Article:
I have a new set of students doing their 3rd year projects on the telescope and they are very good. I will post some of their stuff soon. However, tonight I was out on the roof with them and after even the most enthusiastic one ran out of steam, I still felt like having a go at Jupiter, just a quick go, so I stayed up alone.
Two extremely frustrating hours later I managed to spend about 34 seconds getting this.
I’m supposed to do the following official bit now, people complain when I don’t so here goes:-
3000 shots at 83 frames per second, best 50% stacked, 2.5x televue barlow, skyris 618c, Celestron C14, about a million Zeiss lens wipes and an awful lot of bad language.
The students got some awesome images too, including an object we’ve never seen before. I’ll report this soon, but I need to give them a chance to analyse their data first… (I’ve done a sneak analysis. It’s awesome data.)
The undergraduates here at King’s College London have a society called the Maxwell Society. Named after James Clerk Maxwell, it boasts some famous members in the past including Peter Higgs and Arthur C. Clarke. Today they run a variety of events throughout the year depending upon who’s in charge that year. This year’s lot wanted me to let them up to the telescope, which of course I was very open to but I realised that there are not so many cheap thrills with a telescope in the middle of London, you have to work hard for your pictures/spectra and your views through the eyepiece will be so-so.
Anyway, they asked about the planetary alignment which is currently taking place and when I told them they’d have to get in around 6am, they barely skipped a beat before arranging it. So this morning I went in at 5am. gah. Anyway around 20 intrepid astronomers showed up at the crack of dawn.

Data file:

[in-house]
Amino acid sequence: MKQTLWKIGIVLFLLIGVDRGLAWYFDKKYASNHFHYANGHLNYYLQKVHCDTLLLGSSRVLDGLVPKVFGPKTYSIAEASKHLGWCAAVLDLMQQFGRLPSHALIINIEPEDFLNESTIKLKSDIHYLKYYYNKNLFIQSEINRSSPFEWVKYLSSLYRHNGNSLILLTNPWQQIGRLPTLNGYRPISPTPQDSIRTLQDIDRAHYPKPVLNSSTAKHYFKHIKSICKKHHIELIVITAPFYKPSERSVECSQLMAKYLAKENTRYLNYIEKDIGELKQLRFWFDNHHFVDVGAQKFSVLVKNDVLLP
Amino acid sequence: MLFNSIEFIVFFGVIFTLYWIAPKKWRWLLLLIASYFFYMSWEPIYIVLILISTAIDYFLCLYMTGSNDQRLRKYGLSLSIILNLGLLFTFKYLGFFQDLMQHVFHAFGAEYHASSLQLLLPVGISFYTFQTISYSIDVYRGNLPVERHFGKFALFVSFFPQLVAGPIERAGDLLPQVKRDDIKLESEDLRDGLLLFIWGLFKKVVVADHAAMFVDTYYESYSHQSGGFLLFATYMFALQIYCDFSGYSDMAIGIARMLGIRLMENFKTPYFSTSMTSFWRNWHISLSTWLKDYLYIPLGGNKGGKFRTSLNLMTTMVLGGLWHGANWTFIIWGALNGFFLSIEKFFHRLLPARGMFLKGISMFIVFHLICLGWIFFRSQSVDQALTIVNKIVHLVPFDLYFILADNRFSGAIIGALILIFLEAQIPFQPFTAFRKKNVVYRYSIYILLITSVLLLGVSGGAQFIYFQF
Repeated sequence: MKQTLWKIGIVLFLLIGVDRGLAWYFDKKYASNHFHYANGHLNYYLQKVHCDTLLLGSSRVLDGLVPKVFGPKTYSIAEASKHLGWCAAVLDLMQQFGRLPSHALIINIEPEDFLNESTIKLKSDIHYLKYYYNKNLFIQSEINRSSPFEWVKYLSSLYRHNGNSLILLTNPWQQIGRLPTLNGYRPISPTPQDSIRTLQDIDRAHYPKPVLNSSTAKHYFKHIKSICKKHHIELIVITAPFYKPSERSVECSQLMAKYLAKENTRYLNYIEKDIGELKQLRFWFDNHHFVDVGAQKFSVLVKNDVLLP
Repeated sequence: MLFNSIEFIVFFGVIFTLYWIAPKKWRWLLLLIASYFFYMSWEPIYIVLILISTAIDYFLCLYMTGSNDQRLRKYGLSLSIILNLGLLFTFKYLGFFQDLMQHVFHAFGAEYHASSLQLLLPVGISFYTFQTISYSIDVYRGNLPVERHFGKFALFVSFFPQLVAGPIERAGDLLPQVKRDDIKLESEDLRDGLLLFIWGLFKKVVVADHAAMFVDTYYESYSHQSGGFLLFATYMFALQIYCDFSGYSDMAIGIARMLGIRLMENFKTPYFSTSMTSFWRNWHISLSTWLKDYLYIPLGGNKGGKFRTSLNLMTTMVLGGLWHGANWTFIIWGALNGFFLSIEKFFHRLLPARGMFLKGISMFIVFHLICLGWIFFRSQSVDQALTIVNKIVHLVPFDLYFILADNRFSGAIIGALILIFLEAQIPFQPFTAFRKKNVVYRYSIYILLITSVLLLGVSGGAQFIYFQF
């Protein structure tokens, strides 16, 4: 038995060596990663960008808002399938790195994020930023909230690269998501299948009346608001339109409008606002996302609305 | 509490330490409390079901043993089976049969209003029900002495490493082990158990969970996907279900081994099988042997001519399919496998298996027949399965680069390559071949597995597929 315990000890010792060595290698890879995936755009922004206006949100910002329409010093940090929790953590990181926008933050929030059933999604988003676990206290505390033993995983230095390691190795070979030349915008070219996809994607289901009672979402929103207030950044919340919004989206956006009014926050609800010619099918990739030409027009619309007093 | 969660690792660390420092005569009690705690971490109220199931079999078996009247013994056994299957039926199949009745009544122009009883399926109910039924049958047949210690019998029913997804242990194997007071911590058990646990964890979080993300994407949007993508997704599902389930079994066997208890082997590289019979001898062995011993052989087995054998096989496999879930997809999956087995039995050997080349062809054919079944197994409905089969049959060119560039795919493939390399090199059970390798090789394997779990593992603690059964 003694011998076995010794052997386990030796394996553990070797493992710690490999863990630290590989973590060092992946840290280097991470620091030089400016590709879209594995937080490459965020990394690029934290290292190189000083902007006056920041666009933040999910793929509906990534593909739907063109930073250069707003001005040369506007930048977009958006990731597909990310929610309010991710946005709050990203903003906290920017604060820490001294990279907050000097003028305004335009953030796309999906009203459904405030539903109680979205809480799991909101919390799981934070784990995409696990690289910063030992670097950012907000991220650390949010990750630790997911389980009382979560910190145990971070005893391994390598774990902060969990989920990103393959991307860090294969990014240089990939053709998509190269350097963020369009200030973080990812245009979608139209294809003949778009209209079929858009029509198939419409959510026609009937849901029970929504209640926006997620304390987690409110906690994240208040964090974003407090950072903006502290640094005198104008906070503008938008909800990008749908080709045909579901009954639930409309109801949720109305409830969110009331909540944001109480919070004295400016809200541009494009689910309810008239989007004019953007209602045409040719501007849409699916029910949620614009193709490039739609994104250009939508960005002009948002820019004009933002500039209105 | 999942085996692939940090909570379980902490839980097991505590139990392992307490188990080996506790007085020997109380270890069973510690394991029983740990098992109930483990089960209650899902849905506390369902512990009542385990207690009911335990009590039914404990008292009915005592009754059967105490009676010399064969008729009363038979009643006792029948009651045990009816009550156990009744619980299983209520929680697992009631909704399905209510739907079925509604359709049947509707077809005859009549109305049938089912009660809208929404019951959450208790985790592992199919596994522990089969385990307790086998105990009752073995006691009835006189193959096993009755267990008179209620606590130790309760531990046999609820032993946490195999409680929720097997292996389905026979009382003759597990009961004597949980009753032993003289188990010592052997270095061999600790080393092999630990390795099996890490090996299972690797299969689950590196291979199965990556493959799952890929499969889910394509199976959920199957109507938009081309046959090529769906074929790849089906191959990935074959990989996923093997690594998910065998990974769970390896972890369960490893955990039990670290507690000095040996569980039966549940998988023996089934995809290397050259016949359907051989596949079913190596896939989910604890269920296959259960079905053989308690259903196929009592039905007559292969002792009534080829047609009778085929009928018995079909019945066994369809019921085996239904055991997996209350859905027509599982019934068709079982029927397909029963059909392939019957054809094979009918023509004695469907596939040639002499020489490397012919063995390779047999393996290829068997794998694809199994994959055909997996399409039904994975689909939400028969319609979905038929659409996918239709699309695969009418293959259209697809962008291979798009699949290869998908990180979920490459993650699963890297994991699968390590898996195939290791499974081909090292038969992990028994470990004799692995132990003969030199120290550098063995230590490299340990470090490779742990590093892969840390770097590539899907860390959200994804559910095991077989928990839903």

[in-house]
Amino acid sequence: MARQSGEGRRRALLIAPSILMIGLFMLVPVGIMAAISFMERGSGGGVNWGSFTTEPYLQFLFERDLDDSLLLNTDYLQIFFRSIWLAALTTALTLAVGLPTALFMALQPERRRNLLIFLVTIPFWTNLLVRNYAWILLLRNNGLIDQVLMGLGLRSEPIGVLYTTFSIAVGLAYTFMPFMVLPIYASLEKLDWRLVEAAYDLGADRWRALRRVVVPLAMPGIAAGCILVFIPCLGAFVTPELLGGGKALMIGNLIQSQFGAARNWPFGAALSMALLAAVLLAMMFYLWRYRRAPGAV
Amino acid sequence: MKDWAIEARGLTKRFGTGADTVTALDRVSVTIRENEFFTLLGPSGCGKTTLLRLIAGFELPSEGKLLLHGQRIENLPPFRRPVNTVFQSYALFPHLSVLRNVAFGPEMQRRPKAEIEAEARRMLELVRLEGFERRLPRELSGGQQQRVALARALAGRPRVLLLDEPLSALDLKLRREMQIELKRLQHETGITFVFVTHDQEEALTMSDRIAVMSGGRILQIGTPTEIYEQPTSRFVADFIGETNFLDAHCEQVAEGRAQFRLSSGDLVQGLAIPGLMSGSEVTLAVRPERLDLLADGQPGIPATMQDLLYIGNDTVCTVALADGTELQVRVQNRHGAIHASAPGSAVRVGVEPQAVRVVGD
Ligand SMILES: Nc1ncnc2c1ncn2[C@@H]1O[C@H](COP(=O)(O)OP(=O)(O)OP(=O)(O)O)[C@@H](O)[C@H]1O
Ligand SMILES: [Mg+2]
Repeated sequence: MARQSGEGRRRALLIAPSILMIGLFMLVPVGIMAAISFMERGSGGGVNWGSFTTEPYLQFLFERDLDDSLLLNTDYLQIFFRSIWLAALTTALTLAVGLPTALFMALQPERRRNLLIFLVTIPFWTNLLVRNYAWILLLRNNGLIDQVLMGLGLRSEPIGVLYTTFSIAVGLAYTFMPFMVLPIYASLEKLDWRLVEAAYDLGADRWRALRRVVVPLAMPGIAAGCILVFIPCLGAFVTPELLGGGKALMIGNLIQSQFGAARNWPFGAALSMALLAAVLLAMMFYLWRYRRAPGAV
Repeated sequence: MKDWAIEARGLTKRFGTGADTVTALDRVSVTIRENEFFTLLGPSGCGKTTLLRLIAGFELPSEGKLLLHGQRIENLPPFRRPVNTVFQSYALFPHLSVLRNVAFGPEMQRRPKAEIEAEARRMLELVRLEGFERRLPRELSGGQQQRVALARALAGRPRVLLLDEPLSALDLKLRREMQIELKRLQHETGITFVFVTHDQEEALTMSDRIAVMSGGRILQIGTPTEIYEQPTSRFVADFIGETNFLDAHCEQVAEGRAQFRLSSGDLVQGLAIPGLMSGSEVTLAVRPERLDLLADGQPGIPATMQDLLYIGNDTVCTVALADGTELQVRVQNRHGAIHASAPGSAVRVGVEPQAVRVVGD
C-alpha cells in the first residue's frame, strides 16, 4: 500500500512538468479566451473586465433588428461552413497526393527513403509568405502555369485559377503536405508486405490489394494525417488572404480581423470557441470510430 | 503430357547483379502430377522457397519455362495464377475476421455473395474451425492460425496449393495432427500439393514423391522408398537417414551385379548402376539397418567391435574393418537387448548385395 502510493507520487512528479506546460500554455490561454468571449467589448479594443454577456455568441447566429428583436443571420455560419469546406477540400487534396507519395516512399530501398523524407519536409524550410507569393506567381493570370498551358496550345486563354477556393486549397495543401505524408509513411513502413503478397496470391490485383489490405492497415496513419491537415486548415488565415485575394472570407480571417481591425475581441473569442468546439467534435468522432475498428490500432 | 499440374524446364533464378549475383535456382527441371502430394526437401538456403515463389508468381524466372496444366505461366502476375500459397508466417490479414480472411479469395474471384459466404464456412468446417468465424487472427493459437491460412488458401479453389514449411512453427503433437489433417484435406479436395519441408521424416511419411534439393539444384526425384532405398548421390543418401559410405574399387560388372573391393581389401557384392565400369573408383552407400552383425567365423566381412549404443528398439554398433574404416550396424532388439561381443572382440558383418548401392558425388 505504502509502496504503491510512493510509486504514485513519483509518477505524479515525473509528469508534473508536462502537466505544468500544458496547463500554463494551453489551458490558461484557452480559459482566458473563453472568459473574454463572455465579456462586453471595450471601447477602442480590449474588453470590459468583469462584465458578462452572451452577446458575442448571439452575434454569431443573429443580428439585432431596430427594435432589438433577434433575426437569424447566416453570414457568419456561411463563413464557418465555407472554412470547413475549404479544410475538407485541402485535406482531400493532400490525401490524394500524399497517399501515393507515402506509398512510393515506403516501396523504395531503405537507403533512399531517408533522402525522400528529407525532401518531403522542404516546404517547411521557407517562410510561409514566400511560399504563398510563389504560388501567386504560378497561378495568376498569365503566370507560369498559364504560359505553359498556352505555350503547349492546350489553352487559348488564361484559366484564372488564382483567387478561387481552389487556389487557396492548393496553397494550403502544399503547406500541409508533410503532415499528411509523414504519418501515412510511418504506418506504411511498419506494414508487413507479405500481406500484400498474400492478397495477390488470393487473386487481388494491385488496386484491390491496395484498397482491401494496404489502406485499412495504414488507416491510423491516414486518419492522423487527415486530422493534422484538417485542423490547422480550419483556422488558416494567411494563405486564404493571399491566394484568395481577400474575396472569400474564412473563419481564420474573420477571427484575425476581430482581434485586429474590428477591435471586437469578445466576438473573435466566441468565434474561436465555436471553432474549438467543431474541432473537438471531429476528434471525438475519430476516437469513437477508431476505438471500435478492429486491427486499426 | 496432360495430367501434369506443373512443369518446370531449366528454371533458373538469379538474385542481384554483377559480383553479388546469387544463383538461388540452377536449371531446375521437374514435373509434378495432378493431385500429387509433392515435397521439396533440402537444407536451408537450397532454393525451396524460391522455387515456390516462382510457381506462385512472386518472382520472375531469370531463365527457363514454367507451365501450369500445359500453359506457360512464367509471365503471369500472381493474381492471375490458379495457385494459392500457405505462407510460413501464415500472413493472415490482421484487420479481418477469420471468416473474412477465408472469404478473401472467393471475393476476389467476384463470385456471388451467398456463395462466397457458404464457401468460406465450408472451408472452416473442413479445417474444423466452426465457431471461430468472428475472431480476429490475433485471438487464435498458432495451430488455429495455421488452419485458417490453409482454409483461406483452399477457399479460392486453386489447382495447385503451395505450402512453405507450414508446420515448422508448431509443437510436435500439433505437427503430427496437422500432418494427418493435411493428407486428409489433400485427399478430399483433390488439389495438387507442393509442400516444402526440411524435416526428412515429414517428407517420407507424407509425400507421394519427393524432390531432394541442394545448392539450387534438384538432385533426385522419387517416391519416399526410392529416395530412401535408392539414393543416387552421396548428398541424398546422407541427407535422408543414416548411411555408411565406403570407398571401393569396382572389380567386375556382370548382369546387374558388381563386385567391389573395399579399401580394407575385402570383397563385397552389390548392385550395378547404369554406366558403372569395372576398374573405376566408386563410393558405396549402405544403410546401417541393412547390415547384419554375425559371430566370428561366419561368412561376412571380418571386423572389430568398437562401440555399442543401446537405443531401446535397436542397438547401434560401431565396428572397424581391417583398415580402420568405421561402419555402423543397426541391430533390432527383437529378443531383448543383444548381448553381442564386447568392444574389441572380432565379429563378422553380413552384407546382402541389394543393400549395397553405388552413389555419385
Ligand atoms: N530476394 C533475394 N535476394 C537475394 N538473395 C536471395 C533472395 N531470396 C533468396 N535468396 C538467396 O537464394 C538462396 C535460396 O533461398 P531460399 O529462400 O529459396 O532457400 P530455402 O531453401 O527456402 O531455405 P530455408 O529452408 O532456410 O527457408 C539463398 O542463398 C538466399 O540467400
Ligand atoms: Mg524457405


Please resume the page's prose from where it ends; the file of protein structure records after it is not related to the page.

As usual, it turned out the conditions were less than ideal, it was very windy, which meant the “seeing” was very bad, which means that the turbulent atmosphere makes the image extremely wobbly. That also means you can’t even think about using a very high magnification as the images just get worse and worse so I stuck with a 24 mm eyepiece which gives 156x magnification. In principle I could combine my 11mm eyepiece with my 2.5x barlow and get some massive magnification but it would look very bad- all the imperfections of seeing are enhanced non-linearly as you increase magnification. Since all the planets we were looking at were close-ish to the horizon this was not ideal. Even on a good day you shouldn’t even bother trying to see anything less than about 25 degrees above the horizon in central London. I tried looking at Mars before they got up there but it was… underwhelming.
However I showed them Jupiter with cloud bands and three moons visible and then we saw Saturn.. it was very shaky but every so often they got a clear focused view of the rings, albeit a bit small. Then some views of the moon, even the moon looked shaky, indicating how bad the conditions were. Despite all this, they really seemed to enjoy the whole thing a lot! I very much hope that they come again to see some better views when the conditions are improved.